One of the key factors of increased climatic stress in Colombian páramos is the change in cloud cover (Ruiz et al. 2008). Cloud amounts are highly dependent on regional and local processes: coupled interactions between sea surface temperatures (SSTs), wind patterns, and the latitudinal displacement of the Inter-Tropical Convergence Zone drive regional cloudiness conditions on intra-to inter-annual timescales. Satellite data show important reductions in cloud cover over the high-elevation region over the last two decades of the 20th century. Observed changes in the region seem to reflect these changes in cloud cover. Most of the weather stations on the western flank of the Cordillera Central at elevations around the pluviometric optimum, exhibit statistically significant decreasing trends in the total annual sunshine and the maximum, minimum, and mean daily sunshine values. Such decreases in sunshine are consistent with statistically significant increases in the total number of foggy days and decreases in the total number of sunny days. By contrast, the total number of foggy days per month at higher elevations has decreased slightly over the past decades. Finally, homogeneity analyses conducted for Los Nevados Natural Park suggest that maximum, mean, and minimum diurnal temperature range (minDTR) at higher elevations have increased over the past decades. Maximum DTR, in particular, show statistically significant increasing trends at higher elevations, whereas lower elevations show decreasing trends. The upward trend at higher elevations is a consequence of the difference between the aforementioned rates of increase in minimum and maximum temperatures.

Water Balance, High-Elevation Water Bodies, and Ice Caps

Changes have also occurred in hydrological regimes. Besides rainfall, water inputs to the hydrological cycle in high-elevation watersheds include outflow from water bodies and aquatic micro-habitats, mist, glaciers, and snowmelt. Our analysis of intra-annual cycles of the mean streamflow of the Claro, Otún, and Chinchiná rivers suggest that water discharges follow the bimodal annual cycles of rainfall observed in the surroundings of Los Nevados Natural Park, but with a one-month time lag. Periods of high mean water discharge are usually observed during April-May-June and October-November-December. Periods of low streamflow tend to occur during January-February and July-August. Although minimum streamflows show similar intraannual distributions, observed records exhibit important differences during the dry periods January-February and July-August. During these months meltwater runoff from snow fields and glaciers, as well as water inputs from high-altitude water bodies and turberas (bogs) increase surface streamflow (i.e., streamflow is greater than would be expected from rainfall amounts alone due to meltwater runoff). This effect is particularly pronounced in the Claro and Otún river basins. By contrast, in the Chinchiná River, which does not receive meltwater runoff, and where aquatic microhabitats are limited to a few areas at its headwaters, reductions in streamflow during the critical dry months are considerable. during the critical dry months are considerable.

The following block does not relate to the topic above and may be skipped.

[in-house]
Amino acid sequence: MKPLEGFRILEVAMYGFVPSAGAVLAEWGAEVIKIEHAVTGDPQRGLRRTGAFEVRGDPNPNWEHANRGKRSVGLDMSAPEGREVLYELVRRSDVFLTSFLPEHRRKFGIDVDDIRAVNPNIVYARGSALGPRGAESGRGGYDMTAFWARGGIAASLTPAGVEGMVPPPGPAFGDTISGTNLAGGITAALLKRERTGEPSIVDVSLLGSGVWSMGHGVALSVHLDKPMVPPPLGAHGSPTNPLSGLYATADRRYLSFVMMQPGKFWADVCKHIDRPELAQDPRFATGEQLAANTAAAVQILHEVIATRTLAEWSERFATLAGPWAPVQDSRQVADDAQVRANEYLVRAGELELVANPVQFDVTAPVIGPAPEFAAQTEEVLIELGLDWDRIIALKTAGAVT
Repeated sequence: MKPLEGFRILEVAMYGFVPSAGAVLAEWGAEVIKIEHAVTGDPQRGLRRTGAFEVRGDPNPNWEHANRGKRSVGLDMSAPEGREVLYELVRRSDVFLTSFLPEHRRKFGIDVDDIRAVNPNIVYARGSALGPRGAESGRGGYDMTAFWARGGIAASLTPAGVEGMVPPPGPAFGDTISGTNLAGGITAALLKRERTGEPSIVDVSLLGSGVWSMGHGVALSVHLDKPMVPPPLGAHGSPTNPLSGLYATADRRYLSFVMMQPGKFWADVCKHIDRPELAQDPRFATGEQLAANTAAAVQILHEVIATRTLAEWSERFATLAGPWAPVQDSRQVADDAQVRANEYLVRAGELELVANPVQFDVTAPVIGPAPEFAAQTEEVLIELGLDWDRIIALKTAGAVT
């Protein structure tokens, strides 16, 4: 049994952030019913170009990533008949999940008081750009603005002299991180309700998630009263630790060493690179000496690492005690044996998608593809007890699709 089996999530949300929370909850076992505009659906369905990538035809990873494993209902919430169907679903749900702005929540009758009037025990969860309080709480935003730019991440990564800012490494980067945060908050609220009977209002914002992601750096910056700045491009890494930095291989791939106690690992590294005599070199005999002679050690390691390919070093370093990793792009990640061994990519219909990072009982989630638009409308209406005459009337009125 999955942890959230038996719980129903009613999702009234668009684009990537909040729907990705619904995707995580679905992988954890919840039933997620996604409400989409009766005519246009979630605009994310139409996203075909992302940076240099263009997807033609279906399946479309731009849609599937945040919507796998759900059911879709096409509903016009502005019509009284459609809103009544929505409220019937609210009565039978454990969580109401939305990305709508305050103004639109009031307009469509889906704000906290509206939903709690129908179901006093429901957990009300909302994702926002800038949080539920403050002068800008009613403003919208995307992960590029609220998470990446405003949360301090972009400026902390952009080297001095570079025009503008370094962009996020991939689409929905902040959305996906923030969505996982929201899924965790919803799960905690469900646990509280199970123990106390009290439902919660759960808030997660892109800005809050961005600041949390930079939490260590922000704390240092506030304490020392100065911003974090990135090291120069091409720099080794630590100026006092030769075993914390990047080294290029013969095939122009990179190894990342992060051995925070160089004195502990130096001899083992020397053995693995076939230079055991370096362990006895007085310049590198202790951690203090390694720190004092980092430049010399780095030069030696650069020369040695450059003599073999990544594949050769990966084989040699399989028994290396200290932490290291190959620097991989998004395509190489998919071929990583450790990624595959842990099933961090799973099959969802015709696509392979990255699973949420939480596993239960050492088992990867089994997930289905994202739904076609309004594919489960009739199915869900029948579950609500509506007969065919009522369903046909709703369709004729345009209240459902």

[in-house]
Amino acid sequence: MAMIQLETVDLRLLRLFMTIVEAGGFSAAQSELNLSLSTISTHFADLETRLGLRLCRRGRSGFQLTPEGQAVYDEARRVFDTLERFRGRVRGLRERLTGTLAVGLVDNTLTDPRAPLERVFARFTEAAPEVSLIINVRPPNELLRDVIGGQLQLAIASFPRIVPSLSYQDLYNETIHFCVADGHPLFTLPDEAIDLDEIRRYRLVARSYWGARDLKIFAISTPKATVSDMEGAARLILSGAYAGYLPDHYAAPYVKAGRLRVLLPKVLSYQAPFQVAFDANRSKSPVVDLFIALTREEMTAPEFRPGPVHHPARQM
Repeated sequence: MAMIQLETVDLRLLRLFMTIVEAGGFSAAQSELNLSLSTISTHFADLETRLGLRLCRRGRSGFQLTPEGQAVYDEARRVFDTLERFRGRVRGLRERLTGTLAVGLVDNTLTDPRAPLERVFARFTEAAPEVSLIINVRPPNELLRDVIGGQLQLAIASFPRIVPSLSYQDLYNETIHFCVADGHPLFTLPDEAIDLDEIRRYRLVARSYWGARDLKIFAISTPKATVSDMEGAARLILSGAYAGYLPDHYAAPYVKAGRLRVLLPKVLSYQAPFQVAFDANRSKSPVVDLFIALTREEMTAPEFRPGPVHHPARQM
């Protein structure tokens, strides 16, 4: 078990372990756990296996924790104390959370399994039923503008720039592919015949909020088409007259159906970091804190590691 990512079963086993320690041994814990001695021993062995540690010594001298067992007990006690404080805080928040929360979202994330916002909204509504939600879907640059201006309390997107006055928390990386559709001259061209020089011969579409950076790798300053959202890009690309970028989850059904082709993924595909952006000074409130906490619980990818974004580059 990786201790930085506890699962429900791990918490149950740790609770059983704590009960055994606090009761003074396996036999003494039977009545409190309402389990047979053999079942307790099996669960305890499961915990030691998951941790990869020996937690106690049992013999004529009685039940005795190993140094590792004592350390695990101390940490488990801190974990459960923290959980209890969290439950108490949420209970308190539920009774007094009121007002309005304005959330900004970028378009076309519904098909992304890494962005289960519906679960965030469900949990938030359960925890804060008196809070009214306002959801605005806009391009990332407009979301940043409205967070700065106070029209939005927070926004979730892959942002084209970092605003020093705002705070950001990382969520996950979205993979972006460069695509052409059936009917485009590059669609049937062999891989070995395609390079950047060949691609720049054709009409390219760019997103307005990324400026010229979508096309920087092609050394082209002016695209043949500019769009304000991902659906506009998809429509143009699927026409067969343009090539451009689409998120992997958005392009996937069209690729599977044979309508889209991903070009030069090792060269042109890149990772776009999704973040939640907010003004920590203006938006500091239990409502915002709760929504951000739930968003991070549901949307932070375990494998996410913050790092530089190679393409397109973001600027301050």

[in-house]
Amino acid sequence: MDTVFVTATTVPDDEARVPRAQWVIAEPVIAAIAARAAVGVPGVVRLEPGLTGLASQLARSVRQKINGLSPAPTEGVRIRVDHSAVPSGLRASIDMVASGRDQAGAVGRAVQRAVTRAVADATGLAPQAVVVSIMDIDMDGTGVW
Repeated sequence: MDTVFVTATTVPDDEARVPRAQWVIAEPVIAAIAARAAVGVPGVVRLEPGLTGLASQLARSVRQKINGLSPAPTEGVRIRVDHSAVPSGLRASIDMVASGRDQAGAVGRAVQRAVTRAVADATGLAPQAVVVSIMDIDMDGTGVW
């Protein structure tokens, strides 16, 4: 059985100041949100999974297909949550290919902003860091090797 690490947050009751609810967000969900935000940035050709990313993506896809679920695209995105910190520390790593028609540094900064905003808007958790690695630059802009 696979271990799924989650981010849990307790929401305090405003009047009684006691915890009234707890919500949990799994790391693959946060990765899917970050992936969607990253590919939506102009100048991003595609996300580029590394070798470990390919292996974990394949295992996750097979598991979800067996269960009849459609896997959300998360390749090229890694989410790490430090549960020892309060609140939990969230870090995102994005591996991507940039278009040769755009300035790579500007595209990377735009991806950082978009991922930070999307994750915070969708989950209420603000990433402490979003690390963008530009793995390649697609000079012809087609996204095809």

Decreases in annual rainfall observed at elevations above the pluviometric optimum and increases in near-surface temperatures, particularly at higher elevations, are likely to decrease streamflow. Exploratory analyses suggest decreasing trends in annual maximum and mean streamflow values in the Otún and the Chinchiná rivers over the past 40 and 20 years, respectively, although these trends are not statistically significant. Minimum discharges during the critical months January-February and July-August show changes in the available historical time series that are statistically significant. In the Otún River, minimum water discharges and minimum streamflows during the driest period January-February exhibit decreases of ca. 1.0% and >6.0% per decade, respectively, over the past 40 years.

Are these trends related to changes in the extent of high-elevation water bodies and icecaps? Water bodies in the Los Nevados Natural Park have experienced reductions in surface area over recent years, and some have already experienced natural sediment-filling and drying processes, accompanied by a gradual colonization by local vegetation. However, water bodies also exhibit a marked seasonality driven by regional climatic conditions. Increases in their water levels are common during April-May and October-November, whereas decreases typically occur during December-January-February and July-August-September. On inter-annual timescales, high-elevation water bodies show dynamics related to the warm and cold events of the El Niño– Southern Oscillation. Specifically, significant drought-induced shrinkages with respect to “past” reference shorelines are observed after above-normal summers that commonly accompany the El Niño warm events.